I always knew that Pirate Supreme was nonbinary. I felt foolish having somebody who represents the freedom and potential of the sea, that kind of adventure and that kind of power, exist in the gender binary as we know it. For Flora/Florian, who’s actually bi-gender, the question of their gender to me was a question I didn’t know the answer to. As I wrote it, I realized it didn’t require an answer, and allowing Flora/Florian to be fluid and not forced to choose was a possibility that I didn’t even consider when I first wrote this story. As I was writing it, I realized I was pushing them one way or the other in many drafts and it never felt right.

There are so many nonbinary authors who are writing amazing fantasy right now, like Annalee Newitz, Sarah Gailey, and JY Neon Yang. I would just be remiss if I didn’t mention that there are nonbinary voices and stories that are incredibly powerful and fun in second worlds as well.

What were you reading while writing The Mermaid, The Witch, and The Sea? Were their books that influenced how you brought this story to life?

I think the books that had the most effect were The Astonishing Life of Octavia Nothing by M.T. Anderson, which made me want to write young adult books; The Knife of Never Letting Go by Patrick Ness, which meditated on the long tale of violence in a way that I really appreciated. I promised myself if I ever wrote an adventure story, it would never forget the cost of violence the way that his characters never do. Graceling by Kristen Cashore was another important one because it had all the good stuff: magic, murder, rules, kissing. But in a world that was so particularly catered to the female gaze. It just was such a fresh breath of air after reading a million Tolkien-esque things that all kind of felt the same to me. Bloody Jack by L.A. Meyer is a story about a girl stowing away as a pirate and pretending to be a boy on a pirate ship. Obviously, you can see why that might have had some influence. I also wanted to make that more complicated because I thought girls surviving in a violent male environment is something we have plenty of examples of.

Gun, Germs, and Steel by Jared Diamond helped the most for world building. So did 1491 by Charles C. Mann. While I was writing this, I was traveling through South America with my husband and we drove through Colombia, just down the west coast for basically the whole continent. I was seeing the long aftereffects of colonialism the entire time. I was also reading A Darker Shade of Magic by V.E. Schwab and thought that was a really good magic system. I think she’s brilliant and did an amazing job making magic believable. Oh, and N.K. Jemisin’s Broken Earth trilogy. Those were brilliant and gave me a real hankering for twists.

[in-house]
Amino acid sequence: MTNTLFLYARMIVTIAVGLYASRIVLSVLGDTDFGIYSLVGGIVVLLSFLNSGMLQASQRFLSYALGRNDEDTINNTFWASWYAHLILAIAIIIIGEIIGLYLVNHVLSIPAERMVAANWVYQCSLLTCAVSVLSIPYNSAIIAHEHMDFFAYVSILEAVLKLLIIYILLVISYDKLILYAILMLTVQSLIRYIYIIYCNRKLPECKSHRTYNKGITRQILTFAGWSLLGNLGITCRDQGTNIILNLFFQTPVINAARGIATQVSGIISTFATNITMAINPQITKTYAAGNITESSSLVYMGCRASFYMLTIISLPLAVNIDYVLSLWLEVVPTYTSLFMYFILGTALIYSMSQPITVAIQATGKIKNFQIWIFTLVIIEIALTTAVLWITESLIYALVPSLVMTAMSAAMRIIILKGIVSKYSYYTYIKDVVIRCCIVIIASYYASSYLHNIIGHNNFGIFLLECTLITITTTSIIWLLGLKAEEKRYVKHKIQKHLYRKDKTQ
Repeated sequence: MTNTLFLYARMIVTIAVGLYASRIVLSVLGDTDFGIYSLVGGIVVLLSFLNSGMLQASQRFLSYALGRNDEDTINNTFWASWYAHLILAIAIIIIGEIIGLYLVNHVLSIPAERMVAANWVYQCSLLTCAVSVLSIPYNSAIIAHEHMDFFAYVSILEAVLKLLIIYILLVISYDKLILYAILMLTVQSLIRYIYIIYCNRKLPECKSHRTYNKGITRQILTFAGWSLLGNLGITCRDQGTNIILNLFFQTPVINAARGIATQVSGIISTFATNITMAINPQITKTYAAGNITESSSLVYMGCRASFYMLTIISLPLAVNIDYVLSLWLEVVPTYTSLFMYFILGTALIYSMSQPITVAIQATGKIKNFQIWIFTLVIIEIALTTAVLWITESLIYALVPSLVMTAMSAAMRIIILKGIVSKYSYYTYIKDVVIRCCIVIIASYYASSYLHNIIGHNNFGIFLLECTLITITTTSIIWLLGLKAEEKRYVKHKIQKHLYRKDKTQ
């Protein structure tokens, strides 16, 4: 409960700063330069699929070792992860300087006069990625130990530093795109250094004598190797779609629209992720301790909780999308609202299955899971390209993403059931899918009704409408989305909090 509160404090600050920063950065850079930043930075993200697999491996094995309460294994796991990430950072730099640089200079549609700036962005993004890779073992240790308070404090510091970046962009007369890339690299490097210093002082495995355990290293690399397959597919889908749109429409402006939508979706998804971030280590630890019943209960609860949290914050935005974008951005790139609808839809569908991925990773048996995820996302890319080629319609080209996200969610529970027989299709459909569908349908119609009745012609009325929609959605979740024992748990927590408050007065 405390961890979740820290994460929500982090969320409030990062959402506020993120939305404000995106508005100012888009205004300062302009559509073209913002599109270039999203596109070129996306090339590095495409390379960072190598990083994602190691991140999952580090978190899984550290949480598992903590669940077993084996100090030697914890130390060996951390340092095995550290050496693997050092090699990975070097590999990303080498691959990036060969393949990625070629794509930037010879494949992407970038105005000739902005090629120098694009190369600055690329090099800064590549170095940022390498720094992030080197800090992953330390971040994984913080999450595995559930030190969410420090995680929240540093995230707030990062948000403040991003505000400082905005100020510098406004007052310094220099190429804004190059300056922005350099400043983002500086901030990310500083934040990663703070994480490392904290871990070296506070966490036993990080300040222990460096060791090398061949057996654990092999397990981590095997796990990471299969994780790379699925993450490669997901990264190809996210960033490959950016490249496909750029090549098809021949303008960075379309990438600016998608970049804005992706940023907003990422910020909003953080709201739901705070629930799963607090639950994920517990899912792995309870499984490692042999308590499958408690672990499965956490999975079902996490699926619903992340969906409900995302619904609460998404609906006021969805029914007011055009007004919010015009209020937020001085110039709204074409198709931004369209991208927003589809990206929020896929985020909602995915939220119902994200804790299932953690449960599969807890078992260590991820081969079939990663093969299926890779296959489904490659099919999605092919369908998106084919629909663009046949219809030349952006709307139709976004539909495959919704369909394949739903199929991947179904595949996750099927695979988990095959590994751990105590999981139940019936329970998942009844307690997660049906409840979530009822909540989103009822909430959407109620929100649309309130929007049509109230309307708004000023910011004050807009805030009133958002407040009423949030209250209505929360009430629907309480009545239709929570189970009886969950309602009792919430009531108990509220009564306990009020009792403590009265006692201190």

When looking at how your character construction is, most everybody—including the main characters—have flaws and prejudices that they’re overcoming. How did you balance characters having flaws with the reader still really liking them?

I think it would be really fair if someone read my book and was like, I don’t like these people. I think they all do bad things that are hard to forgive and have blind spots that are completely fair to be very angry about. Evelyn is so privileged, and her previous romantic entanglement comes from someone working with her family, which means that there was a very unhealthy power dynamic in play, which is not great. My only hope is for every person that hates every character, there’s also somebody who sees themselves in some part of the messiness that makes the humanity of these people. They feel seen in some way and are not necessarily chastised, but allow themselves to see that this kind of messier part of themselves can help them question the way it works in their own life.

Is there a character that you found most relatable and easiest to write?

Evelyn has my background in a lot of ways. I grew up rich, I grew up in a predominately white environment, and so even if I felt like an outsider for whatever reason, I had so much privilege. Although even Flora/Florian and the way that they can be very harsh is something I relate to.I relate to the way that they feel gender being contextual was present especially in my late teens and early twenties as I was trying to find myself. They’re definitely the two who have the most of my own imprint on them. I had a really hard time writing Rake until I started giving him ticks that I stole from my husband. He used to be so much meaner. I like to say now that Rake is like my husband if my husband couldn’t talk about feelings and murdered people. That allowed me to see him as a person worth loving as opposed to a bad guy who does a nice thing.

Talk to me about your aspirations as a writer. Did you always think you would end up being a novelist?